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Developing Data Driven Supervision Protocols For Positive Parole Outcomes

NCJ Number
Date Published
September 2009
76 pages
Using the Georgia Parole Board's computer case management system, this study evaluated the effectiveness of three supervision protocols: positive drug test resulting in a referral to treatment, job loss followed by referral to an employment program and increased contact, and chronic technical violations responded to with an administrative hearing and enrollment in a cognitive skills program.

Outcomes during a 12-month follow-up period were related to employment, general violations of the conditions of supervision, positive drug tests, arrests for technical violations, misdemeanor and felony arrests, and revocation of parole. Overall, the empirically derived protocols and associated technology positively impacted supervision by providing a helpful, ongoing case monitoring aid. The study provides preliminary evidence that data-driven supervision protocols can improve both supervision practices and outcomes. The evaluation found that parolees in the evaluation experimental sites were less likely to be unemployed, fail a drug test, and be arrested for a technical violation during the follow-up period; however, the differences were not statistically significant. The impact of the new supervision protocols on parole outcomes varied by protocol. The chronic technical violator protocol (with cognitive skills programming) showed the most promise, significantly reducing the number of violations and failed drug tests, while significantly delaying drug test failures. The evaluation analyzed approximately 1 million activities documented for 39,000 parole cases in order to identify patterns of parolee behavior and parole officer responses that led to improved supervision outcomes. The evaluation also collaborated with field operations management to translate the findings into new supervision protocols most predictive of success. In addition, the evaluation developed and deployed a tool in order to monitor case-management systems and identify patterns of parolee behavior covered by the protocols in order to alert officers by e-mail. Further, the protocols were evaluated on a cohort of 1,964 new parolees entering supervision. 27 tables, 8 figures, and 41 references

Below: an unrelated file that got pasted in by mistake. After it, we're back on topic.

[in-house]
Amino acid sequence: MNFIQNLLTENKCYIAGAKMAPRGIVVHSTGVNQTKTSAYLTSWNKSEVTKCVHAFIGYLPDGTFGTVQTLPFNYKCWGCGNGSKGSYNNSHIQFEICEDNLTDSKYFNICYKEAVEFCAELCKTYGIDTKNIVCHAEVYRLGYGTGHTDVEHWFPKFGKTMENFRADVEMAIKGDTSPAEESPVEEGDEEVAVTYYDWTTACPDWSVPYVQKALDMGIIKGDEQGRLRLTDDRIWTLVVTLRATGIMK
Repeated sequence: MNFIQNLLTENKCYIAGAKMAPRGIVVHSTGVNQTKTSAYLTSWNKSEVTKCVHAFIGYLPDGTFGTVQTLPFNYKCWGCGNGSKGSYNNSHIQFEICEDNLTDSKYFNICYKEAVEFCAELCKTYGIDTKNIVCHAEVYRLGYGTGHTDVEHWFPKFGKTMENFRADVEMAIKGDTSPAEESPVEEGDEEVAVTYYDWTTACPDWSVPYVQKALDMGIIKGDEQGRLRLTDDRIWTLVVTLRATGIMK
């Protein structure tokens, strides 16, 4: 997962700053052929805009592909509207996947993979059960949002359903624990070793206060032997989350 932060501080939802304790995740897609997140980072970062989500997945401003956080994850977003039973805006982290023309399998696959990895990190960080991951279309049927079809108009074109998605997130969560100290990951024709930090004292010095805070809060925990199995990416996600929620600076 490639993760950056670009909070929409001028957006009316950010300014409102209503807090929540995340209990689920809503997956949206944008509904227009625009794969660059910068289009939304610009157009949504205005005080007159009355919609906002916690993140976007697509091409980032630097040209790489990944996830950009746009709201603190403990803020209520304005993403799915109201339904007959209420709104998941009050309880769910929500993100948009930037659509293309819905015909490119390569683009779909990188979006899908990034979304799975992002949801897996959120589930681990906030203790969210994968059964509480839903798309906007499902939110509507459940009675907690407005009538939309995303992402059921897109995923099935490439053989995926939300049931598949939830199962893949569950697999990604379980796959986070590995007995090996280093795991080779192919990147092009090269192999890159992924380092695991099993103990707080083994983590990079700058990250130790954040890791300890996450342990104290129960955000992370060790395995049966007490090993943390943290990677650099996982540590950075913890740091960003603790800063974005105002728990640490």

Date Published: September 1, 2009